Monday, February 23, 2009

Case of the Week 58

The following tiny organisms (10 microns in length) were identified from skin scrapings in a patient with possible scabies. Identification? (CLICK ON IMAGES TO ENLARGE)

Answer to Case 58

I think Ian said it best with the following:
"DEMODEX!!! follicle mite"

This was a tricky case since the follicle mite is rarely seen outside of its habitat of skin hair follicles and their associated sebaceous glands. However, it has a very classic appearance, so once you've seen one, you'll should be able to identify others in the future.

Demodex folliculorum and Demodex brevis are the most common species found on humans. They are a common finding on human skin - espectially on the face - and rarely cause any symptoms. Infestation increases as people age, with as many as 95% of people > 70 years old carrying these mites. If you'd like to see more of these mites, try plucking out one of your eyebrow hairs and looking at it under the microscope.

Tuesday, February 17, 2009

"The Maggots in Your Mushrooms" - NYTimes

Sometimes, we at Creepy Dreadful Wonderful Parasites think it is better not to know what's in your food:

Click Here for the New York Times Article

Monday, February 2, 2009

Case of the Week 56

The following microscopic organisms were identified in water from a large African lake. They measure between 100-150 microns in length. Many of the residents who use this lake for bathing and drinking have enlarged abdomens. Identification?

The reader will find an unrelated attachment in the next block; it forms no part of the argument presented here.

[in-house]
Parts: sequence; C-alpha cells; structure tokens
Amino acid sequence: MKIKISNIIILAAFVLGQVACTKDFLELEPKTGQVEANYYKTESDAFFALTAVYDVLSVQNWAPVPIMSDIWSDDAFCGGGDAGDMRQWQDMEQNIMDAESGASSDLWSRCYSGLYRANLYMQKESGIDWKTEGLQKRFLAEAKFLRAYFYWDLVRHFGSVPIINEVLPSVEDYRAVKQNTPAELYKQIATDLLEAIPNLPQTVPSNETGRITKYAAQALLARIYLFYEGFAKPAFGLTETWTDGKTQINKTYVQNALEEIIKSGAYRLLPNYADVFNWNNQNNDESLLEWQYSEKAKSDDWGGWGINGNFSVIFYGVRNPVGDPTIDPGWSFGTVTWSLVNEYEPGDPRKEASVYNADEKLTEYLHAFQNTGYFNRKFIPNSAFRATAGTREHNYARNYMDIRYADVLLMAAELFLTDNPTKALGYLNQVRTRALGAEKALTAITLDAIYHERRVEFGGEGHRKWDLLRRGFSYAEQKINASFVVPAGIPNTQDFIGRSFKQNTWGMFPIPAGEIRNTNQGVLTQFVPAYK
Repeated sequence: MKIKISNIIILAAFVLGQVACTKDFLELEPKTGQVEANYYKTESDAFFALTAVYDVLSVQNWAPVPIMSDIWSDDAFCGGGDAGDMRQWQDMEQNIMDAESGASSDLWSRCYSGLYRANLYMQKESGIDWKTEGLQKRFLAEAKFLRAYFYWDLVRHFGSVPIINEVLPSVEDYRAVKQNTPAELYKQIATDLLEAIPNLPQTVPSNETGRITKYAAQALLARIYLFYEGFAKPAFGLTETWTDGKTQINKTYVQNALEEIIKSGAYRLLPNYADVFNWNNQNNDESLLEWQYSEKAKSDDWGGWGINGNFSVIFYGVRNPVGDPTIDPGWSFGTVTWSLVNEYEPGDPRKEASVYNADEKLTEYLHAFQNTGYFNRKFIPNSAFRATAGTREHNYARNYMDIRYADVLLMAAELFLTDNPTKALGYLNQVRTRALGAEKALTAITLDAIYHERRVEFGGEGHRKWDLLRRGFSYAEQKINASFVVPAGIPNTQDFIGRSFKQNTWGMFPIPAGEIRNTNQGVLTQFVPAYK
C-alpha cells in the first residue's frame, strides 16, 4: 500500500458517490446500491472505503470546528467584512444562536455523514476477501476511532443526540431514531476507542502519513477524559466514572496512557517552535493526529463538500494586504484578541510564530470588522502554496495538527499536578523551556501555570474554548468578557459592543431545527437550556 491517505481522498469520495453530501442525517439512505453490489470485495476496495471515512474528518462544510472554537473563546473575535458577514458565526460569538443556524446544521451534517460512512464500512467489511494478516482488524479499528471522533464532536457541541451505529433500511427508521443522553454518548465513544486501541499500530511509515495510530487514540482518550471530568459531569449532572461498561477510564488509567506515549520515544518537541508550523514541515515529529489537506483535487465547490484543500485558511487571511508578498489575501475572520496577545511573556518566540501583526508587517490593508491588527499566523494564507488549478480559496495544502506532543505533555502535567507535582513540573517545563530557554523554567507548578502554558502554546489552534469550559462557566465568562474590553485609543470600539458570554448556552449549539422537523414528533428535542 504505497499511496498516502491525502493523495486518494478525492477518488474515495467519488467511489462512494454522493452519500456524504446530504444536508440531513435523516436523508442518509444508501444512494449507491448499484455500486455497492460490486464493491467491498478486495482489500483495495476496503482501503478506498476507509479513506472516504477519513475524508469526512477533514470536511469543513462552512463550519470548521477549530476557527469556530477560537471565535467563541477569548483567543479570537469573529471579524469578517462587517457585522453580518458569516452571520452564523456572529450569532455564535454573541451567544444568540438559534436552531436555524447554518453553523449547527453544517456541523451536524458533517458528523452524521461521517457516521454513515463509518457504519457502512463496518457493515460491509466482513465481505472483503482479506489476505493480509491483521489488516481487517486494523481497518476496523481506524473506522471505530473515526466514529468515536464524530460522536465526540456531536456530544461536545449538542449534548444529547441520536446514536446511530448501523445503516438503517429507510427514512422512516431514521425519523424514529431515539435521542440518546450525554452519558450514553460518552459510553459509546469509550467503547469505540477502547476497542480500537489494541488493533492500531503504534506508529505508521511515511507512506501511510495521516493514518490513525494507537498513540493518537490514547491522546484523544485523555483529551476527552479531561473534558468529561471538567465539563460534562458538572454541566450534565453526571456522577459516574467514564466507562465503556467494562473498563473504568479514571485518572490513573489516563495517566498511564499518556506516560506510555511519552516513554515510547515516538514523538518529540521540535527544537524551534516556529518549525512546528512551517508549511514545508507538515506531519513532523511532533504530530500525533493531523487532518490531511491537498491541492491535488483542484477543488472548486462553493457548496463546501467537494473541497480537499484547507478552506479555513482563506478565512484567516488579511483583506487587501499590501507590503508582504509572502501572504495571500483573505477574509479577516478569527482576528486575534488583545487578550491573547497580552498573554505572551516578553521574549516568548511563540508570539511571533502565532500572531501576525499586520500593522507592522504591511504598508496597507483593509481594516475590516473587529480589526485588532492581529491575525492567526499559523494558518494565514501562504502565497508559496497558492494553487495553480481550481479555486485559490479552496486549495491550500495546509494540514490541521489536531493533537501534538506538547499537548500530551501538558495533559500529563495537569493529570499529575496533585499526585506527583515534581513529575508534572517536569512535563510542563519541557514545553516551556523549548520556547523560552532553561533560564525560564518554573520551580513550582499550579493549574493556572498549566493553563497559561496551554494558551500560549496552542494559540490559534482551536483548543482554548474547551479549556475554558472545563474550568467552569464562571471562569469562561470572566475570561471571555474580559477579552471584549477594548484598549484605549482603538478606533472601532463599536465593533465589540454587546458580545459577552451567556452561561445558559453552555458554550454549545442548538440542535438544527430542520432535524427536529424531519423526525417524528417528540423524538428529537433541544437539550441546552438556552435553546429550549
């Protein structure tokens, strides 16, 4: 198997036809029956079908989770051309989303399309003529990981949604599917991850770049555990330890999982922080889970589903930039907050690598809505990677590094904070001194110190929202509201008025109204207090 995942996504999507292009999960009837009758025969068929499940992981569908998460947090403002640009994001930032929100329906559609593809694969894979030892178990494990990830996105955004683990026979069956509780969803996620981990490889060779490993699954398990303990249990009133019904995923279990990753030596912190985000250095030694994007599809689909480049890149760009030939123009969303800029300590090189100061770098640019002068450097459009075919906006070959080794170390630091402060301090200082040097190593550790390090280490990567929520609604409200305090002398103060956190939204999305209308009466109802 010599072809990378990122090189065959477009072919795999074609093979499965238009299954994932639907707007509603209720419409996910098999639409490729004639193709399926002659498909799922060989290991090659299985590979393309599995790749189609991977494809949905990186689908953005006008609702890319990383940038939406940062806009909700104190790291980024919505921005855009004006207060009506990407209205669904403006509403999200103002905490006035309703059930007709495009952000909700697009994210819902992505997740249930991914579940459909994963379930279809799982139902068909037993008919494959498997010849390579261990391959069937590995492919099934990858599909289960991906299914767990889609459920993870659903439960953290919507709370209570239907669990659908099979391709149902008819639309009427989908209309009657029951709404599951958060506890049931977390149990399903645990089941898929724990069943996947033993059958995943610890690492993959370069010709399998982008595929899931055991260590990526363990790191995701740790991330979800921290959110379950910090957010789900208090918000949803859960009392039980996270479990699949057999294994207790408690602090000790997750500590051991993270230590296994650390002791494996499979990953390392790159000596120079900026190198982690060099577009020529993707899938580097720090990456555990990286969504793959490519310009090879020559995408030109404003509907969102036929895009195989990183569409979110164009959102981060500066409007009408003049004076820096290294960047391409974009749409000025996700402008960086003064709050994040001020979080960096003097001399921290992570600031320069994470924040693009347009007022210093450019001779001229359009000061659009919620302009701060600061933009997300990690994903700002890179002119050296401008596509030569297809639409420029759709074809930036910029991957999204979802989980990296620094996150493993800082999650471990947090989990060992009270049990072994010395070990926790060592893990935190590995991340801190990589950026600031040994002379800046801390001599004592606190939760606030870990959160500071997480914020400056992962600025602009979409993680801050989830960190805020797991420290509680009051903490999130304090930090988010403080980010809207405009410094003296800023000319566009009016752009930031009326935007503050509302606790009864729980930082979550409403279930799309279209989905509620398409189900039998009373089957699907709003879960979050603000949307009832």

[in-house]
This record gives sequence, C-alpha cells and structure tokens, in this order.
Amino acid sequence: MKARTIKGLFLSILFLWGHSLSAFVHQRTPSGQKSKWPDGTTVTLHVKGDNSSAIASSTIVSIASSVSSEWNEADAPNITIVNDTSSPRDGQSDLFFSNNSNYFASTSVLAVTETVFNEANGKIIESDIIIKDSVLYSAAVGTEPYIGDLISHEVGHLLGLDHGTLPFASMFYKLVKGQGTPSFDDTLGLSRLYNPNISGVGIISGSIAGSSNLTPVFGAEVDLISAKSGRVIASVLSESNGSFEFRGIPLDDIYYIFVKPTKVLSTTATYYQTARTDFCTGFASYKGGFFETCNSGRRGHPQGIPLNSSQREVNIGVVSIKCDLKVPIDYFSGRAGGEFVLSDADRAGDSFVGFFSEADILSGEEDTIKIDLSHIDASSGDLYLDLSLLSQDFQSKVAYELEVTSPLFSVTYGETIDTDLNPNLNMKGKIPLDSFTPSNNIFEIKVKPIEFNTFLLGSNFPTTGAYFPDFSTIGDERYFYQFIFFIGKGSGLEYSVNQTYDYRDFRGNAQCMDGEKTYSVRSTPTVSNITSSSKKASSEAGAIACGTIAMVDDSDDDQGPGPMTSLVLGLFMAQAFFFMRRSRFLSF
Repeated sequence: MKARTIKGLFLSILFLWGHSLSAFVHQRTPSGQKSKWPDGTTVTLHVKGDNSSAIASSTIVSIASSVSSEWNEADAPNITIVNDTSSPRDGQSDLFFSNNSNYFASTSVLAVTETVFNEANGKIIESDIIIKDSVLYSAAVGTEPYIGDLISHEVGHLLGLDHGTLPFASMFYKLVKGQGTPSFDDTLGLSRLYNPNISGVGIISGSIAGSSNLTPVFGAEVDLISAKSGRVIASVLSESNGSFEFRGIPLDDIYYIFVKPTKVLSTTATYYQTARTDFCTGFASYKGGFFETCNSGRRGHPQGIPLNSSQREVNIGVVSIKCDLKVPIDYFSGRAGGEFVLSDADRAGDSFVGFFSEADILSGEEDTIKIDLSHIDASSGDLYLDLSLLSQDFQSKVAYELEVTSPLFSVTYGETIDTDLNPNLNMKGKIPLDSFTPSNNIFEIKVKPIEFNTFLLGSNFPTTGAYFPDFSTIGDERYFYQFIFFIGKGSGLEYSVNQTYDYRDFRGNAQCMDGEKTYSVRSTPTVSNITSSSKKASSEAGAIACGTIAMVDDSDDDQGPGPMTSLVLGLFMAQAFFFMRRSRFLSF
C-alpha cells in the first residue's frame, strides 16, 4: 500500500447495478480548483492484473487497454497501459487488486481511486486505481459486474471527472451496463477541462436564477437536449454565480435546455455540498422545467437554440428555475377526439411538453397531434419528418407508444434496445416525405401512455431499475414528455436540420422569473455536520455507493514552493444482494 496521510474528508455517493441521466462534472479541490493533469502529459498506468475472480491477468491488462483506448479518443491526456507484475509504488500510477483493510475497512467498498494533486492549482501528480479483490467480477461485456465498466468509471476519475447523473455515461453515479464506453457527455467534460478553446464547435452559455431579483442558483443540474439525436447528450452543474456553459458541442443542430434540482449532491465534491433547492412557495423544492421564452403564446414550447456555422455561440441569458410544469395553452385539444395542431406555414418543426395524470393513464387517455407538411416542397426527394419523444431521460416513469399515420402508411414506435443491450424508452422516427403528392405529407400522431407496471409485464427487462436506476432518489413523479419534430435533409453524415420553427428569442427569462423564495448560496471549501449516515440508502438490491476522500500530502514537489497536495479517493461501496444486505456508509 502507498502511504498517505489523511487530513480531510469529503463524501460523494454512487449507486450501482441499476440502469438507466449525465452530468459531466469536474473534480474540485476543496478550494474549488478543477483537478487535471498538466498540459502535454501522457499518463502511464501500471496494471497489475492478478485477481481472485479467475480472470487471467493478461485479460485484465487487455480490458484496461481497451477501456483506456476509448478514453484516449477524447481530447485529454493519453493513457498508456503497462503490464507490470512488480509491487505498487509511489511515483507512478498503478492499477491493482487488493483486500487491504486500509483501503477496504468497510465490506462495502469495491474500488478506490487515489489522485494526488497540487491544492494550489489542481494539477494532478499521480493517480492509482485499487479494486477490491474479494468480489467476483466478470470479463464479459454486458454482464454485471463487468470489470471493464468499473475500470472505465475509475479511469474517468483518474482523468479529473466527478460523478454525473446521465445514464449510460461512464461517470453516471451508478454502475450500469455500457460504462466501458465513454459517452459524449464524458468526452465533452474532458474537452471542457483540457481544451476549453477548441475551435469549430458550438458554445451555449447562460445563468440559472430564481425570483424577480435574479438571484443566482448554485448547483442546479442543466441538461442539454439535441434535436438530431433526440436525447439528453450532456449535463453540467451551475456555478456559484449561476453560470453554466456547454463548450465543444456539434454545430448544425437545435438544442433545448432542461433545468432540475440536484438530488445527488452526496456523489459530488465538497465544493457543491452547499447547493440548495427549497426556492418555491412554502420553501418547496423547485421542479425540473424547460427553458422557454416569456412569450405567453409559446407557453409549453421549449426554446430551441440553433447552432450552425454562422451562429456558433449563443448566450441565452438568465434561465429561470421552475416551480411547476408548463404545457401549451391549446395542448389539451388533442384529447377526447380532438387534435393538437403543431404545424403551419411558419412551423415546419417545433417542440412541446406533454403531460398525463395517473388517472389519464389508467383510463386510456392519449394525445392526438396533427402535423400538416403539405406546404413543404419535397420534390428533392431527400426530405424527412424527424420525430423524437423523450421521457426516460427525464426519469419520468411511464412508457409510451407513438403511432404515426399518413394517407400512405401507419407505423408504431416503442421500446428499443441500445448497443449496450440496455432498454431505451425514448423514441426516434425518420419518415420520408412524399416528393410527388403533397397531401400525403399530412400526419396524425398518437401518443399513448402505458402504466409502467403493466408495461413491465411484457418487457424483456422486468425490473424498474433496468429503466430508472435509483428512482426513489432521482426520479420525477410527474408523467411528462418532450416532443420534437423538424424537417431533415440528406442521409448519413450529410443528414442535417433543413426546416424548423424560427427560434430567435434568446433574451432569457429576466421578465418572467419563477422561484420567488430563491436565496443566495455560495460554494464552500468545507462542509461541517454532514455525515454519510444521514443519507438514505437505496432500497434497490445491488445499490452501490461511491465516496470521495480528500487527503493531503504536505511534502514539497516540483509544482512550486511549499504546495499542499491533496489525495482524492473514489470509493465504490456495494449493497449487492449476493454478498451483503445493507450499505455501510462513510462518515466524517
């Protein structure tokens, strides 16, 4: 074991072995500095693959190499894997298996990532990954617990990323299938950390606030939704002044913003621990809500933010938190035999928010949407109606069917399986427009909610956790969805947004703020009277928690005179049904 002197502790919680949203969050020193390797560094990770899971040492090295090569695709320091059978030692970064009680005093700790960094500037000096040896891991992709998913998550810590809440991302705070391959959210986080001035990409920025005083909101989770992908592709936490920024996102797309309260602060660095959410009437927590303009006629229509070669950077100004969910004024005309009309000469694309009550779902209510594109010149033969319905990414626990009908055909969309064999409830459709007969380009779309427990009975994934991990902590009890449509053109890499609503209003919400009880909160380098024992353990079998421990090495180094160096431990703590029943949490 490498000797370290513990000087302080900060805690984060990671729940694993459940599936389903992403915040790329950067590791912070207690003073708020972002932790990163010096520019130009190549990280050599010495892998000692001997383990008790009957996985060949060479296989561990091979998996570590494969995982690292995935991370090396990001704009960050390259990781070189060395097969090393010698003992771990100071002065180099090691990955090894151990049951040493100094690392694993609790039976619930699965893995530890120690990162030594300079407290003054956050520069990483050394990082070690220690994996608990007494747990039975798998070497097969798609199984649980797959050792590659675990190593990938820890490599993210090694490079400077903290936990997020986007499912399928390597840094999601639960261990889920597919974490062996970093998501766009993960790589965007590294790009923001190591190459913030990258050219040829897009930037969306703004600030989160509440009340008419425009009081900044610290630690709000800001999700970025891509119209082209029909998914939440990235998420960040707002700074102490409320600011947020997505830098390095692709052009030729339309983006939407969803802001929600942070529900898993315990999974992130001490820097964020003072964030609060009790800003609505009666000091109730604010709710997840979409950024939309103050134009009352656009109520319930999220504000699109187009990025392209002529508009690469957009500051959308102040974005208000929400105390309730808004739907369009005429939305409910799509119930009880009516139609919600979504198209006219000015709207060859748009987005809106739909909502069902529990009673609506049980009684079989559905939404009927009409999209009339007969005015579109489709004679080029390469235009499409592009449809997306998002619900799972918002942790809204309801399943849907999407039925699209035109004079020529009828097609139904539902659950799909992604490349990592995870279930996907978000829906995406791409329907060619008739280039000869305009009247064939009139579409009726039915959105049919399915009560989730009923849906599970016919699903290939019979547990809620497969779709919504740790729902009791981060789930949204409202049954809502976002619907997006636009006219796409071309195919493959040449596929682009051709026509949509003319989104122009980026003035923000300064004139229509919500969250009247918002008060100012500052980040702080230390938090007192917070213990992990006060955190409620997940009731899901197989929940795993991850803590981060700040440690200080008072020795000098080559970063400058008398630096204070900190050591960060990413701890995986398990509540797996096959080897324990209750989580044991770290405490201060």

Sunday, February 1, 2009

Answer to Case 56

Great answers to this week's case! All were correct:

"I think these itchy creatures are Schistosome cercaria - probably S. mansoni based on the [presumably] hepatomegalic abdomens of local bathers"

"I agree - they are the cercariae of S. mansoni (transmitted by the Biomphlaria Spp snail. "

Thank you to everyone who wrote in - both online and off.
These are indeed cercariae of Schistosoma spp. With the history I gave, you are correct in assuming that these belong to S. mansoni. However, it is important to remember that S. haematobium is also present in many parts of Africa. To my knowledge, you can not tell the cercariae of different species apart morphologically at this level.

The CDC has a nice map showing the distribution of S. haematobium (aka urinary schistosomiasis), S. mansoni (aka African hepatic/intestinal schistosomiasis), and where they overlap:
Click here for CDC Map

You'll notice from the map that much of Africa's population is at risk for schistosomiasis.